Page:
One of the vendors at our farmers’ market—which happily began this week—carries the sustainably farmed fish from across the river. (I wrote about it here). It’s a far cry from living near the ocean, but it works well in a pinch and is always super-fresh. And whole fish are inspiring in ways that cuts usually are not, especially when it comes to grand presentations. Don’t you just love that fried eye?
This meal was made, upon late return home, entirely with things that were already in the fridge and needed using up. It was not in any way sexy or elegant, but it had profound utilitarian appeal: it made for very good, nutritious eating and cleared some space in the fridge. Those containers of various remnants can be pretty sexy if you look at them with the right mindset. If it’s not working for you, drink seven beers and try again.
It’s been all about the transitional meals around here lately: dishes that look like colder weather fare, but are actually perfect for the truly lovely weather we have had for the last few weeks. It’s been positively Californian, really; sunny and warm, but cool in the shade and a bit nippy at night. Only without all the Californians everywhere, obviously, which is nice.
This stuffed cabbage took advantage of several different leftovers, and the result was a lovely multicultural mashup of greens and umami. The making was absurdly simple, which only made them more enjoyable to eat. They looked like Eastern European comfort food gut bombs, but were delightfully light and springy.
I don’t normally cook pork loin, because it has no fat and is expensive. But I had a hankering recently to make lomo/lonzino, and when I saw a nice one for not too much I bought it.
Sorry, sourced it. I forgot myself there for a minute.
Most of it sat in a cure for a few days, and I’m going to hang it tomorrow. The rest of it became dinner, and I came up with a rather neat way to avoid overcooking a lean cut such as this, which can turn to cardboard misery in a matter of minutes if you’re not careful, wasting all that money you spent.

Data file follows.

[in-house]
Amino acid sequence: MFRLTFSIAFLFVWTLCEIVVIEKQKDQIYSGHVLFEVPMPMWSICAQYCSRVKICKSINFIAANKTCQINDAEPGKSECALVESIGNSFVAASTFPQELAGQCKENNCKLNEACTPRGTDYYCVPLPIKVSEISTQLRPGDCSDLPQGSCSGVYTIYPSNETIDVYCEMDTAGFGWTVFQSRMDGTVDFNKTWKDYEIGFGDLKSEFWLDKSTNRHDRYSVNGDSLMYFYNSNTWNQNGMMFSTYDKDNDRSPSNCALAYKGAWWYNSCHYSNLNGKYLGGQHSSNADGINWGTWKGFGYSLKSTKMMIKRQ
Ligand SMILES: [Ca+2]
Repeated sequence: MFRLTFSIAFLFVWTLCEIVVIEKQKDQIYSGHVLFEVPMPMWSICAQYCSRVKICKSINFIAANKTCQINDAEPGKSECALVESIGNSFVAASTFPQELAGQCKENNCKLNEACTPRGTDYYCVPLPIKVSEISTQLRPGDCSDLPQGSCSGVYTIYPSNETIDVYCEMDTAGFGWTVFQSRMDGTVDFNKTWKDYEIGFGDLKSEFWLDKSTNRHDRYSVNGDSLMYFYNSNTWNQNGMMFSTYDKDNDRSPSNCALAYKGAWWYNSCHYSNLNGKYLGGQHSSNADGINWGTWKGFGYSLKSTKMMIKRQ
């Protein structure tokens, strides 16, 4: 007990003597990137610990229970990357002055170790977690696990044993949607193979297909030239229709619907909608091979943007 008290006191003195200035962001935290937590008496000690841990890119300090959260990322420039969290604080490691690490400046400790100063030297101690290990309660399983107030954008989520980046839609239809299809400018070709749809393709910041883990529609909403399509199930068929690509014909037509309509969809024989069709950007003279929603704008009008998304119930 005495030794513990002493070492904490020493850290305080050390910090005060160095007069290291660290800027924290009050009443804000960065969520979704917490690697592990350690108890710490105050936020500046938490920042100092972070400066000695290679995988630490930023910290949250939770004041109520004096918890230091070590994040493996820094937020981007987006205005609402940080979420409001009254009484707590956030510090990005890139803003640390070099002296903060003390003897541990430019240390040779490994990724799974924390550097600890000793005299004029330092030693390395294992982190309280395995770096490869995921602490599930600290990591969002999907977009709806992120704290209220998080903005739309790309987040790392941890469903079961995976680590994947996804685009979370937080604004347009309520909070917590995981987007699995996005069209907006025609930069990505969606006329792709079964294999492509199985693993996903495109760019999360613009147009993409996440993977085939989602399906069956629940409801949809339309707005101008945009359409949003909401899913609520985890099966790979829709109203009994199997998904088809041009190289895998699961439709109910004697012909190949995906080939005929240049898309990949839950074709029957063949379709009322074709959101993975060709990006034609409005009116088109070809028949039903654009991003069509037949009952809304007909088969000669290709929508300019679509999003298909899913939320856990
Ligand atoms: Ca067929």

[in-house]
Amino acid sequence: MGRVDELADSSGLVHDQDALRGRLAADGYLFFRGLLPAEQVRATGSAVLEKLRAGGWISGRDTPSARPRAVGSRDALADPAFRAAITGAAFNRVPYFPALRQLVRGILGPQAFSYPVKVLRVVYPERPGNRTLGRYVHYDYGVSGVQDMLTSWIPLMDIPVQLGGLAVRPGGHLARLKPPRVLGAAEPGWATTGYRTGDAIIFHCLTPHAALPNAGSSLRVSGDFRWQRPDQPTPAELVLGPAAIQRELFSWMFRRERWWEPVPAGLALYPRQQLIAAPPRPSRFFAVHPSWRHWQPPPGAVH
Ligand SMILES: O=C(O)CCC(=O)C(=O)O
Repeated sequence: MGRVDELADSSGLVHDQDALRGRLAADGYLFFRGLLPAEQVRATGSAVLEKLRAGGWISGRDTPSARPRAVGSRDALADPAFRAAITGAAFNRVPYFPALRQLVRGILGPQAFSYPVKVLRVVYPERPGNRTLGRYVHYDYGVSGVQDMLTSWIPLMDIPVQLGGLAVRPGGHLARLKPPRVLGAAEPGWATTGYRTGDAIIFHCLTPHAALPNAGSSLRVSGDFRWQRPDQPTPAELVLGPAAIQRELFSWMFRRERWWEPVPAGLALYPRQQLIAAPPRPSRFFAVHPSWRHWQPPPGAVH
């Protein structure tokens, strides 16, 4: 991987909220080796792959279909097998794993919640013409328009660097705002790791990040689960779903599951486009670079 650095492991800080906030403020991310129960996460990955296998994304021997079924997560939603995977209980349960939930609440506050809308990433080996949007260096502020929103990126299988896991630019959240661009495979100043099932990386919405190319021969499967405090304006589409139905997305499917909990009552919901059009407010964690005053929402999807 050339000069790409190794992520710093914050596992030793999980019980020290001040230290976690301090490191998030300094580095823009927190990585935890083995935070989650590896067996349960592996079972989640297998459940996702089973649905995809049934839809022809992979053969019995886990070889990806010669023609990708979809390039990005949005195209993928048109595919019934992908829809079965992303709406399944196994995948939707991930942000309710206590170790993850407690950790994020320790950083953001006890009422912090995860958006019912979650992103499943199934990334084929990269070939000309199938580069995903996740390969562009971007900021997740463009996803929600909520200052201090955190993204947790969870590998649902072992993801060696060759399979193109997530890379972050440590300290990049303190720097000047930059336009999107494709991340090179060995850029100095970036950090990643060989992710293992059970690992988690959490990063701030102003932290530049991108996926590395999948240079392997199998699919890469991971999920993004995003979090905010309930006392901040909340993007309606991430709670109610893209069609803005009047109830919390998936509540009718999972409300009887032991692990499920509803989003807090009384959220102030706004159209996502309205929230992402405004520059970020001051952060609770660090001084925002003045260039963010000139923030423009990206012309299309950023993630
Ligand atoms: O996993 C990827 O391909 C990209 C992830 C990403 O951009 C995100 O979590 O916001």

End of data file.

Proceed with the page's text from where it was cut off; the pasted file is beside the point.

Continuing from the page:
By the end of the last post, I had figured out that one of the prominent flavor notes in lovage is quite similar to fenugreek. If you cut some, or, better, tear it, your hands will become insistently perfumed with the persistent aroma of the plant. When people dismiss it with variations of the “it’s like celery” line, that’s a cop-out on par with the “tastes like chicken” descriptor so loosely applied to things as different as mushrooms and alligator. Lovage doesn’t taste like celery, though it approximates it visually, up to a point. It’s much closer to fenugreek, with a whiff of caraway and a citrusy tang.
Lovage is a new favorite of mine in the garden. Apart from the fact that it’s a perennial, roaring back in early spring for some of the first new domestic greens, it has a beguiling aroma that’s like celery and citrus and fenugreek all rolled into one. As it’s peaking right now, ready to flower, I cut some stalks thinking that since they’re so fat they might take well to being treated like a vegetable. Cutting them released their perfume, which combined with the scintillating sunlight and the parch in my throat to unleash a savage hankering for an icy gin-based beverage featuring lovage.
Among the many pleasures of spring are the season-straddling meals, which retain some of winter’s rich comfort quality while opening up to the verdant splendor of new growth. And morels. Lots of morels. Throw in a duck leg, some transformed leftovers, and kumquat/absinthe marmalade, and you’ve got yourself an exemplary dinner.